What is Smart TV or Connected TV?
Latest news for Smart TV and Connected TVIf you’re buying a TV or Blu-ray player today, the chances are that it will come with ‘smart TV’ or ‘connected TV’ - but should this make a difference?
There’s no easy answer, and it’s quite likely you already have a smart TV or connected TV device, but you don’t even know it.
Smart TV and connected TV are catch-all terms for home entertainment devices that can connect to the internet via your broadband connection to get hold of films and TV shows, go on social networks like Facebook and Twitter, read news and weather, or play games.
Just about everyone making home entertainment kit has seen the money that other people are making, and they want a slice of it for themselves.
The upshot is that games consoles are becoming video streamers, TVs and Blu-ray players are becoming games consoles, and we can all do a lot more with just one piece of hardware. It’s also launched a new category of device: the smart TV adapter, which lets you connect to internet-based services on any TV.
'Appiness starts with iPlayer
The minimum requirement for anything in the UK to be a smart TV device is a BBC iPlayer streaming video player, and you’ll usually find a YouTube browser as well.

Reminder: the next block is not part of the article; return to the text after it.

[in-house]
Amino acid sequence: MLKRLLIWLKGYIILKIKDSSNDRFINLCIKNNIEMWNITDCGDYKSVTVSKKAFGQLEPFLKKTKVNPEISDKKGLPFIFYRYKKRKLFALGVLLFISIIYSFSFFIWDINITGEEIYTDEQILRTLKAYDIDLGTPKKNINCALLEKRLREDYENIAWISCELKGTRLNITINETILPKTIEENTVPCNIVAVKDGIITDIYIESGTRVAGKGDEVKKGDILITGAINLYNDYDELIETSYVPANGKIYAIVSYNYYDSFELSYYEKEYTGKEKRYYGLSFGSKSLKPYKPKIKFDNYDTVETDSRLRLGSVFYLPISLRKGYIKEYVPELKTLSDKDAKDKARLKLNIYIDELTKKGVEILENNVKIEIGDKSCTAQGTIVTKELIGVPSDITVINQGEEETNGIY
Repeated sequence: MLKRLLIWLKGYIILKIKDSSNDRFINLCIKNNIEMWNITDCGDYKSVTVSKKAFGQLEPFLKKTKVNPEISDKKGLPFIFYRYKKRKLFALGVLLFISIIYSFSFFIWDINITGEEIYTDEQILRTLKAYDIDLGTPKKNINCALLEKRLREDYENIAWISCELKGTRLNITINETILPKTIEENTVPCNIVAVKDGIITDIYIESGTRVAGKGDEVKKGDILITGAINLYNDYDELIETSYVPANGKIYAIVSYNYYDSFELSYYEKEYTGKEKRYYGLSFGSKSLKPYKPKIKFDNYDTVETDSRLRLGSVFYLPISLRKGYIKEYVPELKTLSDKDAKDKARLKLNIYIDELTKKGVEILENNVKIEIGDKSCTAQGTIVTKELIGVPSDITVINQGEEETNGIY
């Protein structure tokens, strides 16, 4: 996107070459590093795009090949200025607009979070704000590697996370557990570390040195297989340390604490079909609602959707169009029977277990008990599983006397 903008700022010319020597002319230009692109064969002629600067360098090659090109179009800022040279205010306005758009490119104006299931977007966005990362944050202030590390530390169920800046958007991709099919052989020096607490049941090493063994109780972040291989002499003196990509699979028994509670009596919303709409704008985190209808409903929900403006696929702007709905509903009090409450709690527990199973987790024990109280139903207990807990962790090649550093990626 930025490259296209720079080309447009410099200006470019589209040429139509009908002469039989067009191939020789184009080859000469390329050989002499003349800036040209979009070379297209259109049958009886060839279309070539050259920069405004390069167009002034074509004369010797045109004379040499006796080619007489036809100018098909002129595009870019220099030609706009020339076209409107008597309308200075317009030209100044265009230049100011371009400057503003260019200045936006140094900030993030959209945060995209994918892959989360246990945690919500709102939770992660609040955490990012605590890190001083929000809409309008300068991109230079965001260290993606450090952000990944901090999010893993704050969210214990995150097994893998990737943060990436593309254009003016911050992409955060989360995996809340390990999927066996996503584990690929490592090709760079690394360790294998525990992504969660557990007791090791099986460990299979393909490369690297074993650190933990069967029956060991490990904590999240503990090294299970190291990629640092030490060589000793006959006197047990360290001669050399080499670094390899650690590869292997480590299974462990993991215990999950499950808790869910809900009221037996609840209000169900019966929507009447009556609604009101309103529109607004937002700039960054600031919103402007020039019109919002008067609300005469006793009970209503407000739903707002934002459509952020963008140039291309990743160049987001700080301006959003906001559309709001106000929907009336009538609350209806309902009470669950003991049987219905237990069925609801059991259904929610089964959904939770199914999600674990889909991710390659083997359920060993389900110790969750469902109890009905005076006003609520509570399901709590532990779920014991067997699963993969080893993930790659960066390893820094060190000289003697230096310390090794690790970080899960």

That’s because they’re both supplying free content, and most brands will spend money on software development to make sure they have iPlayer.
There are also catch-up video players from ITV (ITV Player), Channel 4 (4oD and Film 4oD) and Channel 5 (Demand Five), but they’re nowhere near as widely-available as iPlayer.
These make your new TV or games console more attractive to buy, but it’s the paid-for services that make money for the manufacturers, who get either a slice of cash from each rental or subscription, or a fee for being on their platform.
The entry-level paid-for service is Acetrax, a pay-per-view HD film library that’s on Panasonic, LG, and Samsung TVs. You’ll also find the subscription-based Netflix and Lovefilm, which cost from £4.99/month for streaming HD movies and - with Netflix - TV shows.
More recent arrivals include the potentially game-changing Now TV from Sky, which will become a fully-fledged pay-TV service by late 2012, with a ‘semi-skimmed’ version of Sky’s films, sports, and entertainment channels, including Premier League football and Sky Atlantic.
Most smart TV devices are app-based, like Android and iPhones, so you can connect to an online store to download the apps you want to add to the basic selection delivered with your TV.
Video-streaming apps are usually free, but as with smartphones, games and other apps are usually either ad-funded or paid-for.
Does Smart TV affect my download allowance?